Thursday, February 13, 2014

Travel Times and D&D

I just picked up a used copy of World Lit Only By Fire, a history of the beginning of the Renaissance.  I haven't begun reading it yet, but was thumbing through the book this morning when I came upon this figure...

...which denotes travel times from Venice to a number of other European cities.  What is interesting is the difference in time to reach a few of the destinations (e.g. 10 days to Augsburg, vs 16 to Brussels vs 20 to Nuremberg). Part of these differences are likely due to the physical geography of Europe - Even though it is a relatively compact region, it is still bisected by numerous mountain ranges and rivers:

But that still doesn't address the time difference between the two cities in modern-day Germany. After all, a traveler from Venice would need to cross the Alps to get to all of them. The two German cities are perhaps 75 miles apart - Our theoretical traveler could make it from Venice to Brussels - a longer distance, in 'only' 16 days.  What else could provide a factor?

The Europe of the Middle Ages and later was built partly on the remnants of the earlier Roman Empire, including its relict infrastructure.  The northern Roman frontier, with a few exceptions, was the Rhine/Danube rivers, and the empire's roadways reflected that:
I'm speculating here (haven't read the book yet), but in spite of established thoroughfares throughout Europe at the time, there may have been some residual disconnection between southern and central Europe. Established roadways (and waterways) expedited travel - especially east-west.  Brussels?  Along the Rhine, a major water thoroughfare.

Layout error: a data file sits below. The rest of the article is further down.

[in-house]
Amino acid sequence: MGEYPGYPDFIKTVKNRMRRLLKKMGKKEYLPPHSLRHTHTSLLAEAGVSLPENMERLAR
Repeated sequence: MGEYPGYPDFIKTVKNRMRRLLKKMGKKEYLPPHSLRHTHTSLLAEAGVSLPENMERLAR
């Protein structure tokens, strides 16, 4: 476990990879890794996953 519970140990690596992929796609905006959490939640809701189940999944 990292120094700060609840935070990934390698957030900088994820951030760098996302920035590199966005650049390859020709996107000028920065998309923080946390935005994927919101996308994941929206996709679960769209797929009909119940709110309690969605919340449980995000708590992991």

So you're sandboxing, or just moving the adventure from place to place - Does the setting have 'Roman roads' or are there gaps where moving cross-country or along goat trails is necessary?  Can the PCs catch a river barge?  How many bridges or ferries cross that big river through the center of the map?   What are the differences in challenges or potential encounters along that longer-but-faster route, vs the shorter-but-difficult route?

Many of the fantasy or gaming narratives place the PCs in a dark ages world living in the shadow of old empires.  Do the cobblestone roads of that old empire still carry traffic?

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